The other night I grabbed dinner in Jersey City with my friend, Ashley. We used to intern together at a magazine, before I made the leap to the freelance life. In those days, I was scarfing down salami and mayonnaise sandwiches, potato chips, and coffee with extra cream in the lunchroom, and waddling around the office in plus-size pants…so when I went back to Weight Watchers in November of 2007 and started shedding the weight, she was one of the few people who had a front-row seat to Jen’s Incredible Shrinking Body.
Needless to say, I’m quite comfortable and candid with her when it comes to discussing my weight loss, and when we get together, the topic typically veers in the direction of diet and exercise. (What can I say…we’re women!) And Tuesday night was no exception.
Among other things, one of the issues that kept resurfacing during our conversation is the fact that my perfectionism is doing nothing by hindering my success…in my weight loss, in my writing career, in my life in general. In fact, she suggested seeking therapy (thanks, Ash!) in dealing with my constant urge to be perfect. But she’s absolutely right – I could really use the help. I’m ready to admit that now.
Ever since elementary school, when I wanted nothing more than to pull straight-As on every test, I’ve exhibited the classic over-achieving, perfectionist personality. If I couldn’t be the absolute best at something (e.g. dance classes, basketball games, piano lessons), then I would just throw my hands up and quit. What’s the point in trying? It’s either I do something perfectly, or it’s not worth doing at all.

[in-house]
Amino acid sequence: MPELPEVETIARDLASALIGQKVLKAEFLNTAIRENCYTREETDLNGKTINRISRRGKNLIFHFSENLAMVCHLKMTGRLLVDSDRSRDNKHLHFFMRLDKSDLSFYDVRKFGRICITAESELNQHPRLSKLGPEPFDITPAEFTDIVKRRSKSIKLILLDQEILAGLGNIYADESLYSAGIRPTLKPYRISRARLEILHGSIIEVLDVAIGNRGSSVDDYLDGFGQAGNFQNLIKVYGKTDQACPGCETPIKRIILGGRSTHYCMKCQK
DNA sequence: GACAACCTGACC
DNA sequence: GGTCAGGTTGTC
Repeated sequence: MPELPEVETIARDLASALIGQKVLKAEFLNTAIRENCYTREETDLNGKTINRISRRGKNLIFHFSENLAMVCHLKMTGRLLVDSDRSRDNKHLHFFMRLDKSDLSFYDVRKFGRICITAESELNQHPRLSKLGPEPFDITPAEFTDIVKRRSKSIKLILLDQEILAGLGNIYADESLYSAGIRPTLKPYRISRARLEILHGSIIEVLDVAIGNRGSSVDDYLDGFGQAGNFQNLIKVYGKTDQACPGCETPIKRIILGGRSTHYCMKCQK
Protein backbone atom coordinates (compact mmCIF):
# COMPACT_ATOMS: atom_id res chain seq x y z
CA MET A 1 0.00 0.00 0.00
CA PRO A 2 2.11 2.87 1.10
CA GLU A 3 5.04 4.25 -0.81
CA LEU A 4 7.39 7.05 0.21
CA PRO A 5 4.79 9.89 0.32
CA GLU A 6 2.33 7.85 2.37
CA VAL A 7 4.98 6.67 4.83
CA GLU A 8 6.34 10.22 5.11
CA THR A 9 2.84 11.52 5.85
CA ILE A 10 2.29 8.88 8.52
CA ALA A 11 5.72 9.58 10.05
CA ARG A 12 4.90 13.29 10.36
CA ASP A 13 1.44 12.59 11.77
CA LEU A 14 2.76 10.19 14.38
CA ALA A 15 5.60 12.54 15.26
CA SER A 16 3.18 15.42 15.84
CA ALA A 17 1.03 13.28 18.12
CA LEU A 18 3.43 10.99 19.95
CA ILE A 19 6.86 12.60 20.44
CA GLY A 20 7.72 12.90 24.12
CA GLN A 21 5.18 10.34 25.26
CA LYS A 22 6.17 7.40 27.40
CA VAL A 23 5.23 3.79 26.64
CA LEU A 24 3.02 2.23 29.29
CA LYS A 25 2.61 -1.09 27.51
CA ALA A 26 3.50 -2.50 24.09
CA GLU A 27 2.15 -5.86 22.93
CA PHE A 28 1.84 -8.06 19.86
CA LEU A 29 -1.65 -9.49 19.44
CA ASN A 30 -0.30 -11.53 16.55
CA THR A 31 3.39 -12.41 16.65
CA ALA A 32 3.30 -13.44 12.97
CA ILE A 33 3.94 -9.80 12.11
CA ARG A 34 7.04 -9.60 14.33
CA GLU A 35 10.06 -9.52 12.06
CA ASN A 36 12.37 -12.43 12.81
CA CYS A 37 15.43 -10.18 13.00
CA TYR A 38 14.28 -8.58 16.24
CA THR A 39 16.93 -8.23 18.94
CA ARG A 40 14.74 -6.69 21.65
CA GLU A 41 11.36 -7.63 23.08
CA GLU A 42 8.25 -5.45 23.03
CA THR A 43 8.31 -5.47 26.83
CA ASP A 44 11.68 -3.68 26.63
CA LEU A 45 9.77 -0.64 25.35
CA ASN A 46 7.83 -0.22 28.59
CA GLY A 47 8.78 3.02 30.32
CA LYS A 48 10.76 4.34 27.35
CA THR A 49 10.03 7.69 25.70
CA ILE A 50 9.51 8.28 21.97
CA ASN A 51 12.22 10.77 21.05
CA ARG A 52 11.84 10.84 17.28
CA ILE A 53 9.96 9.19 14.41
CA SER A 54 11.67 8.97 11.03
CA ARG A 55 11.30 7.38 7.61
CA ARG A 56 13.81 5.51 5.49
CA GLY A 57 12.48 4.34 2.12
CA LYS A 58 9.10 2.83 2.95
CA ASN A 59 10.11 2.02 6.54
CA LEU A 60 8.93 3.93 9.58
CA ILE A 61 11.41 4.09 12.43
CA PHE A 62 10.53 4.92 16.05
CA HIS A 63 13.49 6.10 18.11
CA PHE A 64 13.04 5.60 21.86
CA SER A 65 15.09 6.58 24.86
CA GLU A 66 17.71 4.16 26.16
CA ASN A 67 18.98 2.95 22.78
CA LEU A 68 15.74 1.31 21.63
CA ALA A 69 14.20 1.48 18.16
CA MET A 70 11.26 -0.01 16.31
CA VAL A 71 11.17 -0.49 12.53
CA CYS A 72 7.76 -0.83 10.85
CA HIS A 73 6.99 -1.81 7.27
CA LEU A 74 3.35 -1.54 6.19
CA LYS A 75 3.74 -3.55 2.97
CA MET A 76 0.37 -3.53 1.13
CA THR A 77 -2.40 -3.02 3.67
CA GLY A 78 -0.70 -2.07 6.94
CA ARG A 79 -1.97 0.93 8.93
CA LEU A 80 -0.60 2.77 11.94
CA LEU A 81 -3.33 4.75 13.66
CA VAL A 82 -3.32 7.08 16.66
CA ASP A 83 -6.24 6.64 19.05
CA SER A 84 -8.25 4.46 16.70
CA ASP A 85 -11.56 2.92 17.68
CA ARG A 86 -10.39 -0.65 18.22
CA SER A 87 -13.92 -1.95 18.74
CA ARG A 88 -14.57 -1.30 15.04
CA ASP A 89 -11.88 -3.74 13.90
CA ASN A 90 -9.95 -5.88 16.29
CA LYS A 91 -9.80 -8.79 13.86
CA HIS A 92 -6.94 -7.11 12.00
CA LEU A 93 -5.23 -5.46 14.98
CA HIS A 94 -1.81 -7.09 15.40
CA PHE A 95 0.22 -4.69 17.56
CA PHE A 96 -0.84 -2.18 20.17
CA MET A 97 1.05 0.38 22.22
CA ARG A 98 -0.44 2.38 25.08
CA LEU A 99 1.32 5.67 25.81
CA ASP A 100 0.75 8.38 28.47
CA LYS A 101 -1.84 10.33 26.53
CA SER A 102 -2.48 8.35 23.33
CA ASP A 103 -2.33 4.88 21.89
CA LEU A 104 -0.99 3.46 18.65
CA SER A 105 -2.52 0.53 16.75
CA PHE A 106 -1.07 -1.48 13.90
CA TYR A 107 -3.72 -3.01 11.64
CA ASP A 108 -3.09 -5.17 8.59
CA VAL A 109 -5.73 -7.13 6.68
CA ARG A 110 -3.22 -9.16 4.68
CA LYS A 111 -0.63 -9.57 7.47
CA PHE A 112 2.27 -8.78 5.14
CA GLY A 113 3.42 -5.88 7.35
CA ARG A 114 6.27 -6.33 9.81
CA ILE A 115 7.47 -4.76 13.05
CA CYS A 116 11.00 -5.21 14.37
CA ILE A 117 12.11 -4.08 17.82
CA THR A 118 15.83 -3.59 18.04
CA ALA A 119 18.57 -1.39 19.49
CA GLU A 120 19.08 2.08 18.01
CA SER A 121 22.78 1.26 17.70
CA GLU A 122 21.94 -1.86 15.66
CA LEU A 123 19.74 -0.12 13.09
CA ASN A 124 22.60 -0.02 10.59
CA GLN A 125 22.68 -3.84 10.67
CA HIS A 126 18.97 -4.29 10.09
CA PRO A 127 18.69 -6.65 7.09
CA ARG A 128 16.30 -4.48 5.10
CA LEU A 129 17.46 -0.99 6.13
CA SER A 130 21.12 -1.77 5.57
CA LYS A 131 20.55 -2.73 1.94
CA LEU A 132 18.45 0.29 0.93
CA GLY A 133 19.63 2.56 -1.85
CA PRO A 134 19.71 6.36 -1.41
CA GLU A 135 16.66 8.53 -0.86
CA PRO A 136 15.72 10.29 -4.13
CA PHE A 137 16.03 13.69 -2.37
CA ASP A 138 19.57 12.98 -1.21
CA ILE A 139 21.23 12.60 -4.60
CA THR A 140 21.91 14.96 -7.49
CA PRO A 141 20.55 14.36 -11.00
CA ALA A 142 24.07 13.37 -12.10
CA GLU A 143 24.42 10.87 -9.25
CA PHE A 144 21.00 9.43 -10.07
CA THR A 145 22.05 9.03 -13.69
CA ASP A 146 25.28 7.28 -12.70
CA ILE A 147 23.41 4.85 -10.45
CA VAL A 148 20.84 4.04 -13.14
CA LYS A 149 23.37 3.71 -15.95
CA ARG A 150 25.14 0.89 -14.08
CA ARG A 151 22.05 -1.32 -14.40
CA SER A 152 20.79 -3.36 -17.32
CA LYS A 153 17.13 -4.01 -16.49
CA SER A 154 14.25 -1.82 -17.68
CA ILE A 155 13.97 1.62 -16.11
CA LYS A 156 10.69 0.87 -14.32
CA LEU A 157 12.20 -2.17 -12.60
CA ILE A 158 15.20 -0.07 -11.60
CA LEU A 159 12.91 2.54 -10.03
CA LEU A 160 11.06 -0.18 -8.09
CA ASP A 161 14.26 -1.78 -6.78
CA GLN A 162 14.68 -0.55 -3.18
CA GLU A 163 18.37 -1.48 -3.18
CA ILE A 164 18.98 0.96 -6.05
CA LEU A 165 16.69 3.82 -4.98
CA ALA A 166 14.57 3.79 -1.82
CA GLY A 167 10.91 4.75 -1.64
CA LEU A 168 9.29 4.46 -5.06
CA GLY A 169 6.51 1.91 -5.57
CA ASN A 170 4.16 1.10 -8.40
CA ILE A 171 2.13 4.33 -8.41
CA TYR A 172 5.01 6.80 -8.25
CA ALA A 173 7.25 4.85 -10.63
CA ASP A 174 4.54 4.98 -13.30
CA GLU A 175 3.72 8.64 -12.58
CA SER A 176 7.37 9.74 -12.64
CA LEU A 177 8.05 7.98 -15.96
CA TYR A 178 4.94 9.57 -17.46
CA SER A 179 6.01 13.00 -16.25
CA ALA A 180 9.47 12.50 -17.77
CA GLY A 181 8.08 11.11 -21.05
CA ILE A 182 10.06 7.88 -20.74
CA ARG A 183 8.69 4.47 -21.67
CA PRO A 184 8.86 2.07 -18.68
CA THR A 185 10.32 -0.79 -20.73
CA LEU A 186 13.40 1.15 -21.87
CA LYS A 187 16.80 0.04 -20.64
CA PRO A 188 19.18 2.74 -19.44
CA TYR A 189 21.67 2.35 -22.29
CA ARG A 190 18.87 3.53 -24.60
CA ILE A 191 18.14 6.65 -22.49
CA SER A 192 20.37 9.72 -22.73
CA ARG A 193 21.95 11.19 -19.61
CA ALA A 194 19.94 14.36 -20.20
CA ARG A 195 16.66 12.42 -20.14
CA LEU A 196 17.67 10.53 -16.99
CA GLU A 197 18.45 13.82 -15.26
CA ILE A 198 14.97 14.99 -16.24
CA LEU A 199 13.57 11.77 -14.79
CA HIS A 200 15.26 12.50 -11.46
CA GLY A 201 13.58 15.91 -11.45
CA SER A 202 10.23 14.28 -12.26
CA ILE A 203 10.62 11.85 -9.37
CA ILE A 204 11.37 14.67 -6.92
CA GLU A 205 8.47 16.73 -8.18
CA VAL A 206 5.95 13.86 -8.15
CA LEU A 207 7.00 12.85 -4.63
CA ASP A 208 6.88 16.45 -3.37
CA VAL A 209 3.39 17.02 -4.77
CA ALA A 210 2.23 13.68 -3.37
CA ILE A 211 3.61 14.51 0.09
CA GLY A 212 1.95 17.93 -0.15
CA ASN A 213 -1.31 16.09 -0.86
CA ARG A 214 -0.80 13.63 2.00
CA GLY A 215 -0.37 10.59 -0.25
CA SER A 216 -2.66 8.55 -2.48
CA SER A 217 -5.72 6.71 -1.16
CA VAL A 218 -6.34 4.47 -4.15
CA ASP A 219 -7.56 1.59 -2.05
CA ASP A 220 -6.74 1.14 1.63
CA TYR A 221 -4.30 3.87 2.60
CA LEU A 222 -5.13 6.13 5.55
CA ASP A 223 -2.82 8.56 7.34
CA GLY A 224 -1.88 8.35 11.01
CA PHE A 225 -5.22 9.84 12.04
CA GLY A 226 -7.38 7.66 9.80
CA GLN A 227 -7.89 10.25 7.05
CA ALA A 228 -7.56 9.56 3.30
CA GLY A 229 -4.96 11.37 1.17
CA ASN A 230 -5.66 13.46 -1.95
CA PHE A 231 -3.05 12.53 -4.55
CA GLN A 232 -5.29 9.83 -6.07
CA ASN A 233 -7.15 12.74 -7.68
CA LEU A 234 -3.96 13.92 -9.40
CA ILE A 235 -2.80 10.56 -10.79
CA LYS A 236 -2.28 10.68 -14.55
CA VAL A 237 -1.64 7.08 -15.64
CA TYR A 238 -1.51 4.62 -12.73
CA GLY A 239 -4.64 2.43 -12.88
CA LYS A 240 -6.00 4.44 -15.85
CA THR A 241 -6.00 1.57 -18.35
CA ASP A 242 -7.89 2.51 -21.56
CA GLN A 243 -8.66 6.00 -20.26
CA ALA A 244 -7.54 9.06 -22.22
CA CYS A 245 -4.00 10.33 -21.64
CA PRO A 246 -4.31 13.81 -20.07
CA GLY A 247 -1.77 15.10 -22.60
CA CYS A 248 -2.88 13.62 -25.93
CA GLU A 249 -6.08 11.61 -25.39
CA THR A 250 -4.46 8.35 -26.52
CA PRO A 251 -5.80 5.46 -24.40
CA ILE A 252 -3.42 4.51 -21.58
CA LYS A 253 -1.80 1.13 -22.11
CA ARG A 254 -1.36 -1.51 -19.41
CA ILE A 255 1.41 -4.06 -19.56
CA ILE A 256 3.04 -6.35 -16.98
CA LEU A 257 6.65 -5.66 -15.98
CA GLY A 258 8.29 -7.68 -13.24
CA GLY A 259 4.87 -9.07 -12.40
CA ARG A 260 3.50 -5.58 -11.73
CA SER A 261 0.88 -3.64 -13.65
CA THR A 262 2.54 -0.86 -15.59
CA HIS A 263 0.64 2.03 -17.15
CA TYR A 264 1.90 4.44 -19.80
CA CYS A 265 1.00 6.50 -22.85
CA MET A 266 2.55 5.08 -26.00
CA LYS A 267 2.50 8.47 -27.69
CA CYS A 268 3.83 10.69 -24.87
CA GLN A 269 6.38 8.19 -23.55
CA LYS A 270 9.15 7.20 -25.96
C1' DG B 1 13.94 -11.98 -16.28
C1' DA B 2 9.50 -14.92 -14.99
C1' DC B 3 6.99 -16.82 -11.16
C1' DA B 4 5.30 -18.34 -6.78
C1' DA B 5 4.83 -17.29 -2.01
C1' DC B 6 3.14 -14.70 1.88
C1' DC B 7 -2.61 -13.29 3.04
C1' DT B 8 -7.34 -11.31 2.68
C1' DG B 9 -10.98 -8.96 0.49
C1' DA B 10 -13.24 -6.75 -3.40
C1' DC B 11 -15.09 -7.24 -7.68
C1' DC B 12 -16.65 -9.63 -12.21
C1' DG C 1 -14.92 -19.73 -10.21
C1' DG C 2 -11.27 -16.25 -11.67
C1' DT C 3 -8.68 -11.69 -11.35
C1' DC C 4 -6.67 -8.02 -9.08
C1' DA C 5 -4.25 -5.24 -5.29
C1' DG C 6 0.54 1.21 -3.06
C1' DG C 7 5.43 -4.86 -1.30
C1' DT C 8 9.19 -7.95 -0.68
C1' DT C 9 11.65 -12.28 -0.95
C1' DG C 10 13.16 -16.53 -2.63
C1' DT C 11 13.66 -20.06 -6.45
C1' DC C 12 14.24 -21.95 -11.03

Maybe I was desperately seeking my parents’ approval and pride, or maybe I was always secretly searching for a way to stand out from my classmates that had nothing to do with being the biggest girl in class. Plus, I was tormented for my weight day in and day out, so it was always a nice change of pace to hear taunts of “geek” and “teacher’s pet,” instead.
Whatever the reason, I’ve gone through my entire life beating myself up for every “failure,” and simply giving up the moment I determine that I’m not an especially talented tap dancer or flute player. It never mattered how much my pitching improved in softball, or how many points my SAT score increased each time I took the test. I never give myself credit for any accomplishment I make, and I’m never fully satisfied with my attempts. I’m uncomfortable accepting compliments because I don’t believe I deserve them. I’d study my spelling words for hours upon end every single night, but when my teacher pinned that second place ribbon on my shirt after the third grade spelling bee, I berated myself for not studying harder.
Ultimately, I need to be the best…or I need not bother at all.
And then I wonder why not one of the dozens of “diets” I’ve been on throughout my life ever worked. I’d vow to “start my diet on Monday,” stick to it for three days, and then after one scoop of chocolate ice cream on Thursday night, I’d consider myself a failure and devour the rest of the carton.